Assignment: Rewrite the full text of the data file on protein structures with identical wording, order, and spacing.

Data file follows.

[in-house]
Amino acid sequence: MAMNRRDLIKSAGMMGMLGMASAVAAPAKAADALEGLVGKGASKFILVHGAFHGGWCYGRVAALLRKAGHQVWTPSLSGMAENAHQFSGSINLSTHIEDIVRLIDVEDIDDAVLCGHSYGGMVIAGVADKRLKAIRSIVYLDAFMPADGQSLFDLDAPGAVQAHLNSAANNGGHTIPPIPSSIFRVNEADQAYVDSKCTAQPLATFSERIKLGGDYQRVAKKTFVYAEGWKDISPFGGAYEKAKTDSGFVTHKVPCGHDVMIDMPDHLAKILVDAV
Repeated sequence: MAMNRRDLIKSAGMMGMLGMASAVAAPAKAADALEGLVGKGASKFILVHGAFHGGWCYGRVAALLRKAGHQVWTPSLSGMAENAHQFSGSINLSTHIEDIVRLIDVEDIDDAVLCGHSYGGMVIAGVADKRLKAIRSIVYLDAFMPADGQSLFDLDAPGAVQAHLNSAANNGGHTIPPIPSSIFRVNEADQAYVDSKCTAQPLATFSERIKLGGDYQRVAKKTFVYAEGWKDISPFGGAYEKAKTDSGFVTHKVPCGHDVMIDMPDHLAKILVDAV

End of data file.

[in-house]
Amino acid sequence: MAMNRRDLIKSAGMMGMLGMASAVAAPAKAADALEGLVGKGASKFILVHGAFHGGWCYGRVAALLRKAGHQVWTPSLSGMAENAHQFSGSINLSTHIEDIVRLIDVEDIDDAVLCGHSYGGMVIAGVADKRLKAIRSIVYLDAFMPADGQSLFDLDAPGAVQAHLNSAANNGGHTIPPIPSSIFRVNEADQAYVDSKCTAQPLATFSERIKLGGDYQRVAKKTFVYAEGWKDISPFGGAYEKAKTDSGFVTHKVPCGHDVMIDMPDHLAKILVDAV
Repeated sequence: MAMNRRDLIKSAGMMGMLGMASAVAAPAKAADALEGLVGKGASKFILVHGAFHGGWCYGRVAALLRKAGHQVWTPSLSGMAENAHQFSGSINLSTHIEDIVRLIDVEDIDDAVLCGHSYGGMVIAGVADKRLKAIRSIVYLDAFMPADGQSLFDLDAPGAVQAHLNSAANNGGHTIPPIPSSIFRVNEADQAYVDSKCTAQPLATFSERIKLGGDYQRVAKKTFVYAEGWKDISPFGGAYEKAKTDSGFVTHKVPCGHDVMIDMPDHLAKILVDAV